Russia registered the world's first coronavirus vaccine for animals on Wednesday, the country's agriculture safety watchdog said.
The Carnival-Cov vaccine is a possible vaccine for pets. All vaccinated carnivorous animals developed antibodies to the virus, proving that it was safe and successful.
Russia's Tass News Agency said scientists at the Federal Service for Veterinary and Phytosanitary Surveillance, also known as Rosselkhoznadzor, made the vaccine.
How Effective is This COVID-19 Vaccine for Animals?
According to estimates, the shot is 91.6 percent effective against symptomatic COVID and 100 percent effective against serious and moderate COVID cases. It is expected to last at least six months. It could go into mass production as soon as this month if all goes well.
Three coronavirus vaccines have already been licensed for emergency use in humans in Russia. According to Rosselkhoznadzor deputy head Konstantin Savenkov, this will be the world's first widespread animal inoculation program.
"The outcome of the research gives us grounds to conclude that the vaccine is safe and has [a] strong immunogenic effect," Savenkov said.
In October, scientists in Russia began clinical trials on dogs, cats, foxes, including Arctic foxes, and minks, among other species. According to Savenkov, mass production of the vaccine may begin in April.
Savenkov told Tass News that "domestic animal-breeding enterprises and commercial firms from Greece, Poland, and Austria" are preparing to purchase the vaccine. United States, Canada, and Singapore would also buy the vaccine, he added.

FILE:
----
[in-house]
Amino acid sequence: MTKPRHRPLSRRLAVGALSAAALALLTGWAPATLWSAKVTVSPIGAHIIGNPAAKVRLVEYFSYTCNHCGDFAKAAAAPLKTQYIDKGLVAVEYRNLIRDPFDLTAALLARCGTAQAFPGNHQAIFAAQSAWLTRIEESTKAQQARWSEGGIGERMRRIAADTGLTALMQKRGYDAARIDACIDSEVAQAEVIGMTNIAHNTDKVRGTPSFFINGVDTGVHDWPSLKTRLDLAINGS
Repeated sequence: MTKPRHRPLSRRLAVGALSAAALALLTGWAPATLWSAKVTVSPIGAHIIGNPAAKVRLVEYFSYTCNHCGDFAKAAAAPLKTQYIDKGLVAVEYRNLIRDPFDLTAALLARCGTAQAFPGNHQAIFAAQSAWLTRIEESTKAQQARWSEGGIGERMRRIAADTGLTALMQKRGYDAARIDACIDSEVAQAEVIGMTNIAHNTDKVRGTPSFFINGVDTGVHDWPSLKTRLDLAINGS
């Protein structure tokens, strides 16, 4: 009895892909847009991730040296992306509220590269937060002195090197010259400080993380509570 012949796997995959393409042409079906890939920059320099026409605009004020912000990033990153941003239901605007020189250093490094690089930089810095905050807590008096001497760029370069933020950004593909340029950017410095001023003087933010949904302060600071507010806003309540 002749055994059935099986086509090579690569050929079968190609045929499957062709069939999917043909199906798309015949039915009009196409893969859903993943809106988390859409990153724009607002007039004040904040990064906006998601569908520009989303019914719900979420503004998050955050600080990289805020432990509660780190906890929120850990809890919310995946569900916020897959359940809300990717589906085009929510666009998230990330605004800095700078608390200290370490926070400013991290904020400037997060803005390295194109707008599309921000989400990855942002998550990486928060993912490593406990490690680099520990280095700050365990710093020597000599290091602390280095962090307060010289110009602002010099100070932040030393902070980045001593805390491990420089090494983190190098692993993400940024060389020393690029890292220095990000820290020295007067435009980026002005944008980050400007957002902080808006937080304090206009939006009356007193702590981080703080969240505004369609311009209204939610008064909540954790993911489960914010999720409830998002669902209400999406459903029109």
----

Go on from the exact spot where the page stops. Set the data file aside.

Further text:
The coronavirus vaccine developed by Russia for humans has yet to be licensed for use in the United States or Europe.
New York Times said two American companies - Zoetis, a veterinary pharmaceutical firm headquartered in New Jersey, and Medgene Laboratories, based in South Dakota - have been working on coronavirus vaccines for minks and other animals.
Animals Spreading COVID-19 Vaccine
While many scientists believe the virus that causes COVID-19 first spread from bats to humans through another route, infections have since been documented in animals worldwide, from zoos to mink farms.
Scientists claim cats and dogs play a minor role in transmitting the coronavirus to humans. Their symptoms are generally mild if they contract COVID-19. It's still uncertain how easily the virus can spread from animals to humans.
However, after several outbreaks of the disease in minks on farms in Denmark and elsewhere in Europe, millions of the furry animals were killed as a measure to prevent further spread.
Scientists are especially concerned that mutated virus variants developed in minks and other animals could infect humans.
NBC News said only two cases of COVID-19 in animals had been reported in Russia, both in cats.
Alexander Gintsburg, the head of the institute that created Russia's Sputnik V human vaccine, told the Izvestia newspaper that Covid-19 is likely to reach animals next.
Sputnik V is the most well-known of Russia's three coronavirus vaccines for humans. Two other vaccines, EpiVacCorona and CoviVac, have also gained emergency approval from Moscow.
RELATED ARTICLE: COVID-19 Mutation Has Caused the Pandemic to Become Unpredictable
Check out more news and information on COVID-19 on Science Times.